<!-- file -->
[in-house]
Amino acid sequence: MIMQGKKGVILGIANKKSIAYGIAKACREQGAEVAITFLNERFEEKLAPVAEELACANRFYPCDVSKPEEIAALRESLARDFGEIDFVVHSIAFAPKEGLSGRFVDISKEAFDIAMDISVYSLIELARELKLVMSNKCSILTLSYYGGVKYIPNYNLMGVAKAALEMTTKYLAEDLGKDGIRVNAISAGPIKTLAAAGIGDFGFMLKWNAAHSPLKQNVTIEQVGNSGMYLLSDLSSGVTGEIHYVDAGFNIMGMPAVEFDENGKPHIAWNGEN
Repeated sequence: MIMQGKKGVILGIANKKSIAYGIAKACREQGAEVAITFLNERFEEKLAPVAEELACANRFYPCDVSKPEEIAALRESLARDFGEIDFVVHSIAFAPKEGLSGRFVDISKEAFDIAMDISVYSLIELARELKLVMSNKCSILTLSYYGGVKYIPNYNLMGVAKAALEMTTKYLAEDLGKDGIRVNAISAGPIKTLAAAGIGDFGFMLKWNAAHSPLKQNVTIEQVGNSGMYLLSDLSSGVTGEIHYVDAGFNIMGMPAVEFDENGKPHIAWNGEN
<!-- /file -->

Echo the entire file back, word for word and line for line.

[in-house]
Amino acid sequence: MIMQGKKGVILGIANKKSIAYGIAKACREQGAEVAITFLNERFEEKLAPVAEELACANRFYPCDVSKPEEIAALRESLARDFGEIDFVVHSIAFAPKEGLSGRFVDISKEAFDIAMDISVYSLIELARELKLVMSNKCSILTLSYYGGVKYIPNYNLMGVAKAALEMTTKYLAEDLGKDGIRVNAISAGPIKTLAAAGIGDFGFMLKWNAAHSPLKQNVTIEQVGNSGMYLLSDLSSGVTGEIHYVDAGFNIMGMPAVEFDENGKPHIAWNGEN
Repeated sequence: MIMQGKKGVILGIANKKSIAYGIAKACREQGAEVAITFLNERFEEKLAPVAEELACANRFYPCDVSKPEEIAALRESLARDFGEIDFVVHSIAFAPKEGLSGRFVDISKEAFDIAMDISVYSLIELARELKLVMSNKCSILTLSYYGGVKYIPNYNLMGVAKAALEMTTKYLAEDLGKDGIRVNAISAGPIKTLAAAGIGDFGFMLKWNAAHSPLKQNVTIEQVGNSGMYLLSDLSSGVTGEIHYVDAGFNIMGMPAVEFDENGKPHIAWNGEN